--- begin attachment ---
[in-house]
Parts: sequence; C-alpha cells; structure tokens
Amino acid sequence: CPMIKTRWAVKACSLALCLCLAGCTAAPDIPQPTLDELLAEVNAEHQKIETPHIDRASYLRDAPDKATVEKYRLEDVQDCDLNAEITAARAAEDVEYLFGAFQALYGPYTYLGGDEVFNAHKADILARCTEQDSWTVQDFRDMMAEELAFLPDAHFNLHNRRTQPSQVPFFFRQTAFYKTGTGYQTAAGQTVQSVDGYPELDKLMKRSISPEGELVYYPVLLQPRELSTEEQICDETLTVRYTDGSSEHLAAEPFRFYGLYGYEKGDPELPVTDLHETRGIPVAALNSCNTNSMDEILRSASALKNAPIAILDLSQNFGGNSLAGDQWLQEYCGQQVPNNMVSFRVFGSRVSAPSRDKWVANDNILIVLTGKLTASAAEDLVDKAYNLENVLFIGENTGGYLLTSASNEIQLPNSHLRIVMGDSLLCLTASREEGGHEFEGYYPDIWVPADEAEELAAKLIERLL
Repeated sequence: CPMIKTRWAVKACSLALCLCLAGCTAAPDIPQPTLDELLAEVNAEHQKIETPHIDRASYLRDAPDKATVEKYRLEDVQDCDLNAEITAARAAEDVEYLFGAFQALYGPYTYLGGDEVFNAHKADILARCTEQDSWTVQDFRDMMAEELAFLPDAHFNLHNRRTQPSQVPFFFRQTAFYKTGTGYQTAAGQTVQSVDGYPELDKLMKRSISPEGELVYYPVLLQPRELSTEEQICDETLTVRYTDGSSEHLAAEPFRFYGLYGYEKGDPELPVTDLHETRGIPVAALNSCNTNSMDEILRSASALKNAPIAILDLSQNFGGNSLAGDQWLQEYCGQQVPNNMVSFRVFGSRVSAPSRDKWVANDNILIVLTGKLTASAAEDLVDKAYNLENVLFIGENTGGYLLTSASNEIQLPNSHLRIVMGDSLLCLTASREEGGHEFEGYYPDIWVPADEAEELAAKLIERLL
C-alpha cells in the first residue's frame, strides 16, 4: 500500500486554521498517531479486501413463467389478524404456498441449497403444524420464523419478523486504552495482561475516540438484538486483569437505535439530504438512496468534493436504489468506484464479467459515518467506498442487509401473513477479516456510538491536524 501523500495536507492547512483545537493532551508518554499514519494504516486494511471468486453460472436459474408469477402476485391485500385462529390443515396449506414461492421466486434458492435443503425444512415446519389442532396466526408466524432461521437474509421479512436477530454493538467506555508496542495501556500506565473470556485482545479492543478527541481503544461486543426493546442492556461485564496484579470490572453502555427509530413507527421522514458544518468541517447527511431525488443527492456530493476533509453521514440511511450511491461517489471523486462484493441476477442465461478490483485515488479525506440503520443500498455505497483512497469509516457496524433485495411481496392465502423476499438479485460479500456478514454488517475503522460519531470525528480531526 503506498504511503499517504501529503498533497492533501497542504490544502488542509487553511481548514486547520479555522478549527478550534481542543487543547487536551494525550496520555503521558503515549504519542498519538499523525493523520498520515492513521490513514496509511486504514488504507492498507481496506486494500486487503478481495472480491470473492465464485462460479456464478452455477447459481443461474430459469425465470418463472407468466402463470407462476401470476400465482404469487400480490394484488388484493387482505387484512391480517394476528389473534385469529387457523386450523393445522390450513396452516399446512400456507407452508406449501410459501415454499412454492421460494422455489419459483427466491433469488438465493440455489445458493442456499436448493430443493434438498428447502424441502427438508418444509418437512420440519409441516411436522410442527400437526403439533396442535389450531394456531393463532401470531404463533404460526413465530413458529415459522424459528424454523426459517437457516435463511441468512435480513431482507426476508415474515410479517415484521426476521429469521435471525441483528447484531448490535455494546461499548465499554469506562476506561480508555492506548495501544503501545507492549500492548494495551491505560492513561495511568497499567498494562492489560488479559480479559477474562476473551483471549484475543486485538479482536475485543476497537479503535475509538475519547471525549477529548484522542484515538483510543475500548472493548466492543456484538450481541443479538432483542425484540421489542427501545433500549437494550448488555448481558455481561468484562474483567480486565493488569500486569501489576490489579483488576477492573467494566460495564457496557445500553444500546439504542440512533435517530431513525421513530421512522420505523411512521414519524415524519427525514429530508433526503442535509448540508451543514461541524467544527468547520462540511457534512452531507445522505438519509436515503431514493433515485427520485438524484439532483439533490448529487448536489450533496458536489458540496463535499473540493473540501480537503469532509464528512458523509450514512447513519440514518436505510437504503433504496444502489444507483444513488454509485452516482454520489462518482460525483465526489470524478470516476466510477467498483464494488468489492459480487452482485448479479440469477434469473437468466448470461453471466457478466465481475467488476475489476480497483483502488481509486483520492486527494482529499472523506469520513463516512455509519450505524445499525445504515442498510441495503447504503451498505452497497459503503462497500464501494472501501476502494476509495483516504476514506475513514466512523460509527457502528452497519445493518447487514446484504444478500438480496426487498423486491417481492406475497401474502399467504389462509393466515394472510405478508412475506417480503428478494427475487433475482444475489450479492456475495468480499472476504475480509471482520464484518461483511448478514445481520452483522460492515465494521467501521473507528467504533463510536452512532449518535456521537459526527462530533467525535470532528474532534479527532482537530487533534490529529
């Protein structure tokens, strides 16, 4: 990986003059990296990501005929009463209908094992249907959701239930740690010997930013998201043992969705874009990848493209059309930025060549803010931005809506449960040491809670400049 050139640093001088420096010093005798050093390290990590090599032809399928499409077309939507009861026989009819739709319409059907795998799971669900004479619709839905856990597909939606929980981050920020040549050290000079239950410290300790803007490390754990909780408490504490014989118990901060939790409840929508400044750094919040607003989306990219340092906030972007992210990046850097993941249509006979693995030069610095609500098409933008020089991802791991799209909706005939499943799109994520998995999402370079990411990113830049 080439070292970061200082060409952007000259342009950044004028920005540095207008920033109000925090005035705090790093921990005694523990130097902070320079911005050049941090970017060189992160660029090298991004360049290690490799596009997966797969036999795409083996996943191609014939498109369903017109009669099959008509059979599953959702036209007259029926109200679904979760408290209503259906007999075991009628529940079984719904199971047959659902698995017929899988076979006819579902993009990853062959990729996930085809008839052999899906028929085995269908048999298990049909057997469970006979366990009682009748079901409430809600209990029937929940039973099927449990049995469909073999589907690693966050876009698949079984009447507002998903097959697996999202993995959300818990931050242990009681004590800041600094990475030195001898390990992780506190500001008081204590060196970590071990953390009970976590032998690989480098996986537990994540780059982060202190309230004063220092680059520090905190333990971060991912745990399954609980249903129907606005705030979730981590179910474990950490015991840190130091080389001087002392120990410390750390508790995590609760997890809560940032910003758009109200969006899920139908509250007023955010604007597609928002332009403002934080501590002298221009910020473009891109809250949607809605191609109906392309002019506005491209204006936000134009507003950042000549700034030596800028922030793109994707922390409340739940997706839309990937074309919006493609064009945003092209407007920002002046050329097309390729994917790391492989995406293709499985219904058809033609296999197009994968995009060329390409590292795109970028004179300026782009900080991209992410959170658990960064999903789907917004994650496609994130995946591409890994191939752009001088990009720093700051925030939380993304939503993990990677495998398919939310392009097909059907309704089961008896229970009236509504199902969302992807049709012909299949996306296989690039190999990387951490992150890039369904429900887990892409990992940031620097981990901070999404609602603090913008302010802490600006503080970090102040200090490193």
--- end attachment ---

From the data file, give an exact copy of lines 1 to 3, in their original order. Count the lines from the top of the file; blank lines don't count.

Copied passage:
[in-house]
Parts: sequence; C-alpha cells; structure tokens
Amino acid sequence: CPMIKTRWAVKACSLALCLCLAGCTAAPDIPQPTLDELLAEVNAEHQKIETPHIDRASYLRDAPDKATVEKYRLEDVQDCDLNAEITAARAAEDVEYLFGAFQALYGPYTYLGGDEVFNAHKADILARCTEQDSWTVQDFRDMMAEELAFLPDAHFNLHNRRTQPSQVPFFFRQTAFYKTGTGYQTAAGQTVQSVDGYPELDKLMKRSISPEGELVYYPVLLQPRELSTEEQICDETLTVRYTDGSSEHLAAEPFRFYGLYGYEKGDPELPVTDLHETRGIPVAALNSCNTNSMDEILRSASALKNAPIAILDLSQNFGGNSLAGDQWLQEYCGQQVPNNMVSFRVFGSRVSAPSRDKWVANDNILIVLTGKLTASAAEDLVDKAYNLENVLFIGENTGGYLLTSASNEIQLPNSHLRIVMGDSLLCLTASREEGGHEFEGYYPDIWVPADEAEELAAKLIERLL